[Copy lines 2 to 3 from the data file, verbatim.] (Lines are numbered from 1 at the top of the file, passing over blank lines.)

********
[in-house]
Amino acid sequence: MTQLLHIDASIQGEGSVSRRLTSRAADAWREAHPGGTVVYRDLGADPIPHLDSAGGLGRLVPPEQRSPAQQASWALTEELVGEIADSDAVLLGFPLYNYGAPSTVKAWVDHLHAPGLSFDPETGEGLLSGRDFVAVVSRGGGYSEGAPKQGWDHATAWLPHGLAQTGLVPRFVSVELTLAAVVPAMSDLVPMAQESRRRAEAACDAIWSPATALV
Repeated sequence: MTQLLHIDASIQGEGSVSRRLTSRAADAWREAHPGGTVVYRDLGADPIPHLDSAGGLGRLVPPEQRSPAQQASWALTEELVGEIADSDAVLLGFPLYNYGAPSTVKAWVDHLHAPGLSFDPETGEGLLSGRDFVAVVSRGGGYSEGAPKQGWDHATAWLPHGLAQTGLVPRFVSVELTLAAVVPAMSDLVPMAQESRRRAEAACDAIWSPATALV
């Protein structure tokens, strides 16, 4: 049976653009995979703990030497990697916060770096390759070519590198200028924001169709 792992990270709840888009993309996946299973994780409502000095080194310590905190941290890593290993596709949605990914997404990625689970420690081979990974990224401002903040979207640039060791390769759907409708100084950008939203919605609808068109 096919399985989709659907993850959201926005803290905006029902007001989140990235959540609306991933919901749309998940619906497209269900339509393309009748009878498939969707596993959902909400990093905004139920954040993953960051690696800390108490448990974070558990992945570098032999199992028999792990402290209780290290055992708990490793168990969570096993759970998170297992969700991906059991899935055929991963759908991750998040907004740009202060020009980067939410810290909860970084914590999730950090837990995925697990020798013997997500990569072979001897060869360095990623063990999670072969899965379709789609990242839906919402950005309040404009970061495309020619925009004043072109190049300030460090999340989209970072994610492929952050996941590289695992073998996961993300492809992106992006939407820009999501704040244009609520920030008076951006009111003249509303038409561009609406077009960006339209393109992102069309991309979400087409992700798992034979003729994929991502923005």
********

Amino acid sequence: MTQLLHIDASIQGEGSVSRRLTSRAADAWREAHPGGTVVYRDLGADPIPHLDSAGGLGRLVPPEQRSPAQQASWALTEELVGEIADSDAVLLGFPLYNYGAPSTVKAWVDHLHAPGLSFDPETGEGLLSGRDFVAVVSRGGGYSEGAPKQGWDHATAWLPHGLAQTGLVPRFVSVELTLAAVVPAMSDLVPMAQESRRRAEAACDAIWSPATALV
Repeated sequence: MTQLLHIDASIQGEGSVSRRLTSRAADAWREAHPGGTVVYRDLGADPIPHLDSAGGLGRLVPPEQRSPAQQASWALTEELVGEIADSDAVLLGFPLYNYGAPSTVKAWVDHLHAPGLSFDPETGEGLLSGRDFVAVVSRGGGYSEGAPKQGWDHATAWLPHGLAQTGLVPRFVSVELTLAAVVPAMSDLVPMAQESRRRAEAACDAIWSPATALV